Tom Landry made the mistake in two Super Bowls. Longtime Bills coach Marv Levy made it in an excruciating loss to the Giants in 1991. Mike Tomlin, Mike Martz and Lovie Smith have all done it, too. Perhaps most surprisingly, Bill Belichick has done it multiple times in his Super Bowl appearances.
Each of these coaches has hurt his team's chance of winning an NFL title by being too eager to punt in the biggest football game of all: an example of the excessive caution among coaches that causes them to turn the ball over voluntarily — or settle for a field goal — instead of trusting their players to convert a fourth and short.
Were it not for such restraint by Packers coach Mike McCarthy in the NFC Championship Game this season, fans might now be preparing for a Packers-Patriots Super Bowl.
The Super Bowl itself is no different. An analysis of every fourth-down decision in the Super Bowl since 2000 allows the ranking of the most damaging ones. It's also helpful to look back at the decades before 2000 (when the game was somewhat different, with less offense) for other mistakes.
The analysis suggests that about 30 percent of all fourth-down decisions in the last 15 Super Bowls have been problematic. Despite Belichick's reputation for being aggressive on fourth down, his error rate is nearly identical to the average. On five occasions in the Patriots' last five Super Bowls, he has ordered a dubious punt on fourth and 3 or shorter.
How can we be so confident that coaches — highly paid experts, after all, performing on a public stage with big incentives to win — are making mistakes?
The shortest explanation revolves around a football cliche: Turnovers can kill a team. A punt is a voluntary turnover. Coaches punt nonetheless because they think the change in field position is more valuable than the chance to keep the ball.
They also know they are more likely to face postgame criticism for a failed risk than for excessive caution, as Belichick did after going for a first down in his own territory late in a 2009 regular-season game against the Colts.
But history and statistics suggest that exercising caution is often the worse move. NFL offenses convert fourth and 1 almost 70 percent of the time. Even fourth and 4 has a success rate of about 55 percent, according to Brian Burke, of the website Advanced Football Analytics, which conducted this analysis. Forgoing those odds of keeping the ball — in exchange for 40 or so yards of field position — is frequently a bad deal.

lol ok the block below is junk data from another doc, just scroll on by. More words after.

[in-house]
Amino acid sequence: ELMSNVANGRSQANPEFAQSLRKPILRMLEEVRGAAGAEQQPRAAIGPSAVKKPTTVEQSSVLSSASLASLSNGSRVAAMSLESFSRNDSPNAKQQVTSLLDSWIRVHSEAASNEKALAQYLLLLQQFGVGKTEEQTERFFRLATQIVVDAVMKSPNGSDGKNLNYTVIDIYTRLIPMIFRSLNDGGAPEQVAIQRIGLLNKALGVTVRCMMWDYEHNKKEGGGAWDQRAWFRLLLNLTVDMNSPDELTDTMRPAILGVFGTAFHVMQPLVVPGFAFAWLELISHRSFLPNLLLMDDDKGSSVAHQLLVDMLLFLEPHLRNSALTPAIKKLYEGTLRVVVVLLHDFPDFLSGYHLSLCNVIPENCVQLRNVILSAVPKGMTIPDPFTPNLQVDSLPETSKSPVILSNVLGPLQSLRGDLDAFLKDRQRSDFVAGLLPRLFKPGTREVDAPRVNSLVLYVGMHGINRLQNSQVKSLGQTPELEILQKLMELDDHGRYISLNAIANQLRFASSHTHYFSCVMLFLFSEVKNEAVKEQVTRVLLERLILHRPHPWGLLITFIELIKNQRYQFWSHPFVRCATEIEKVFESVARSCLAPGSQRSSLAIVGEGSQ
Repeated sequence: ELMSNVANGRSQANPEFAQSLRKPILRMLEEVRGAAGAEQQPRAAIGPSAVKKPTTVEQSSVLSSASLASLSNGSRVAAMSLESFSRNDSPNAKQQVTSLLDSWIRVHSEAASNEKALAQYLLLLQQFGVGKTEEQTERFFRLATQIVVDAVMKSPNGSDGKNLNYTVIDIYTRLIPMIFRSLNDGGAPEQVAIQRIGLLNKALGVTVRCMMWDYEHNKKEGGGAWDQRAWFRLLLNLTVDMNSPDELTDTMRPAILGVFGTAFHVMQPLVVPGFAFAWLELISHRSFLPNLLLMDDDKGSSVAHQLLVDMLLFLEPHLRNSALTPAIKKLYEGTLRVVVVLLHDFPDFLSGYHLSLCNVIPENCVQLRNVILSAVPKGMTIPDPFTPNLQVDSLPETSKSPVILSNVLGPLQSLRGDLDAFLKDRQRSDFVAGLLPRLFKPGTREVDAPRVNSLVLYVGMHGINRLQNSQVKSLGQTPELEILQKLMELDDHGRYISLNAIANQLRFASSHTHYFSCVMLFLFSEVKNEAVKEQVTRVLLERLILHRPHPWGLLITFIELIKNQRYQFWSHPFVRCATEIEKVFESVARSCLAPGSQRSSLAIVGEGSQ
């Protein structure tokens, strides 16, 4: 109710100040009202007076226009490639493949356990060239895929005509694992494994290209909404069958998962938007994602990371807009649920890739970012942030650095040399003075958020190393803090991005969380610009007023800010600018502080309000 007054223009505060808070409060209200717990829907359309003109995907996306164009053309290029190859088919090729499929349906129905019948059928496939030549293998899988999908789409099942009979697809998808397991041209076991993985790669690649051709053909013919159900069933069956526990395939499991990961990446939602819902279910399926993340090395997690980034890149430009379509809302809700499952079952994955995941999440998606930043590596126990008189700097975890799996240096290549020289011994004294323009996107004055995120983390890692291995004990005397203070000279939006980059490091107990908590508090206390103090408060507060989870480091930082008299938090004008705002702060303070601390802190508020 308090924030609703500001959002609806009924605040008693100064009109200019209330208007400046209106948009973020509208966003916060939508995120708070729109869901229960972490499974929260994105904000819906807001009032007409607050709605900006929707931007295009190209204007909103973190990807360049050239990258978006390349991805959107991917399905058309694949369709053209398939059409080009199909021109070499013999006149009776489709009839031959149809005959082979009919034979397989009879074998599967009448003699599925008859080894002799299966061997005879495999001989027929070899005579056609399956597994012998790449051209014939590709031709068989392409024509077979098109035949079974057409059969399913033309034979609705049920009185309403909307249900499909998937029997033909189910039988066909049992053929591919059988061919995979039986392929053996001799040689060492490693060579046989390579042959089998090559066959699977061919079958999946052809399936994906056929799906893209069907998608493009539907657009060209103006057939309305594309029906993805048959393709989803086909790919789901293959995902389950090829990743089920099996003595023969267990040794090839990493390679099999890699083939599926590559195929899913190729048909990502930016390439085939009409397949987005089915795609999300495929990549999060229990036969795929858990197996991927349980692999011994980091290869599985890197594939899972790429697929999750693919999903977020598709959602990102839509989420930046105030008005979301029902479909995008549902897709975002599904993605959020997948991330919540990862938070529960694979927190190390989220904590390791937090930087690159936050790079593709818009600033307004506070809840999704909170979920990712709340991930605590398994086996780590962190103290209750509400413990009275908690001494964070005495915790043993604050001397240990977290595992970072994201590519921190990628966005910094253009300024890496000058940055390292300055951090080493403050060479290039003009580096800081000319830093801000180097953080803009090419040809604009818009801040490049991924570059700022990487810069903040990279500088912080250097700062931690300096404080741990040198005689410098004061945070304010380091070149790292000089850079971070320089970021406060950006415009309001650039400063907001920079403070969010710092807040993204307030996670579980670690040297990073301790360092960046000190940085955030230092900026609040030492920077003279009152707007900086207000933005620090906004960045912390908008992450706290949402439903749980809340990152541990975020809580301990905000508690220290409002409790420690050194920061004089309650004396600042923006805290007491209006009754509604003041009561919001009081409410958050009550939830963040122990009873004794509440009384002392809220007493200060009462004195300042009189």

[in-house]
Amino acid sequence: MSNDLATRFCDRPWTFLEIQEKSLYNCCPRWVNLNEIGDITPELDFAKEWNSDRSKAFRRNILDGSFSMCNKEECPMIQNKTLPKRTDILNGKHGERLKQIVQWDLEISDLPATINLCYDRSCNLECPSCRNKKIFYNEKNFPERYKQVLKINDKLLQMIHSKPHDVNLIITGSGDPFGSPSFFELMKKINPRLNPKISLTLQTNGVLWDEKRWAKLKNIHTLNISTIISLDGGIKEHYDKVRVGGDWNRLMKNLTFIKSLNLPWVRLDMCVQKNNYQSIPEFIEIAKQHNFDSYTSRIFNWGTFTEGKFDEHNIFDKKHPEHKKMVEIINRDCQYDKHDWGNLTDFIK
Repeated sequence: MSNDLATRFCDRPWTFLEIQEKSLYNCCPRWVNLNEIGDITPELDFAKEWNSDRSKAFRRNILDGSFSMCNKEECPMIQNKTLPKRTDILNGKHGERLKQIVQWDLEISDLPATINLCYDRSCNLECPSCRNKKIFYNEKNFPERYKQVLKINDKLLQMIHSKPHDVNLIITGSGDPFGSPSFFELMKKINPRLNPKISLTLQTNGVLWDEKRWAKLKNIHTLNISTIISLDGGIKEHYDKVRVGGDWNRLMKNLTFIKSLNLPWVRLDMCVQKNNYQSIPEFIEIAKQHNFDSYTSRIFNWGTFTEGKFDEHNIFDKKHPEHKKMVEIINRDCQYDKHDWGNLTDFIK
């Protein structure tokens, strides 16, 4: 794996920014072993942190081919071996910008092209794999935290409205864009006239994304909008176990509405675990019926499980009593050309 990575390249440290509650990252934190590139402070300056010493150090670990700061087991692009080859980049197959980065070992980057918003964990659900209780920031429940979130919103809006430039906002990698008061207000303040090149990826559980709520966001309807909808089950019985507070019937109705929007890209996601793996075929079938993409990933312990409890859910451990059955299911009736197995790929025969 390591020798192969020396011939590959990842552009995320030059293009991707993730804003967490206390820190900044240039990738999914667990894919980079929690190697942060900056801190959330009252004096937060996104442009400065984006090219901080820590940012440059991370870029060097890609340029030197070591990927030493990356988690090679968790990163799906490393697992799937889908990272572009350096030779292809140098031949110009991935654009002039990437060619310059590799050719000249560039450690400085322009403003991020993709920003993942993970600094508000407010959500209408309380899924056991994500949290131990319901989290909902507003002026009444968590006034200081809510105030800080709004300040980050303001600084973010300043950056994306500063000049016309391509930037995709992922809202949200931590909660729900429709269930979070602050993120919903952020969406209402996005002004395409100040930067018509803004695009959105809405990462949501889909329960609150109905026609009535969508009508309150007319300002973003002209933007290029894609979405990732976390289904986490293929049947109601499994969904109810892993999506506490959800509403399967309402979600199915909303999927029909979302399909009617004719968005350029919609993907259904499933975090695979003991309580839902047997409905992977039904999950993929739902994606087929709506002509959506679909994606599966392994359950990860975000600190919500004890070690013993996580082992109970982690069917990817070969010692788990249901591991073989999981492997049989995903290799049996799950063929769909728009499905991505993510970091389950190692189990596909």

The three worst punting decisions in the last 15 Super Bowls all came from teams that went on to lose the game. The worst was by the Bears, coached by Smith, now the Bucs coach. In Super Bowl XLI, Chicago trailed the Colts by two points with about four minutes left in the first half when the Bears punted on fourth and 1 from their 45. The decision reduced Chicago's odds of winning to 41 percent, from 45 percent, according to Advanced Football Analytics. The Bears never led in the second half, hough they remained within one score of the Colts until the game's final few minutes.
The second- and third-worst decisions were also fourth-and-1 punts from near midfield. The 2001 Rams, despite having an offense so powerful that it was nicknamed the Greatest Show on Turf, did not go for it in the second quarter when trailing the underdog Patriots by four points. And the 2010 Steelers, another team with a strong offense, punted to the Packers midway through the first quarter.
That last decision makes for a tidy allegory about the downside of caution. The punt by Jeremy Kapinos went into the end zone, giving the Packers the ball at their 20. Green Bay then drove 80 yards in nine plays to go ahead 7-0 — a demonstration of why, with today's high-powered offenses, having the ball usually matters more than where a team starts with it.
Obviously, no one can know what would have happened if the Steelers had instead tried for the first down. But it is striking that after having forgone a fourth-and-1 early in the game, the Steelers were forced to try a worse risk — fourth and 5, from their 33 — late in the game, while trailing by six. It failed, and they lost.
The years before 2000 are also full of such examples. In Super Bowl XXV in 1991 in Tampa, Levy and the Bills punted on fourth and 1 from around midfield on their opening drive, then watched the Giants march for a field goal; the Bills lost 20-19 on Scott Norwood's missed field goal as time expired. Landry and the Cowboys, in their two Super Bowl losses to the Steelers in the 1970s, punted a total of six times when they arguably should not have.
Even the so-called Greatest Game Ever Played, the 1958 championship between the Giants and the Colts, was decided in part by fourth-down caution. The Giants' final two possessions — one in the first overtime in NFL history — ended with punts on fourth and 1. After each, Johnny Unitas led the Colts on scoring drives.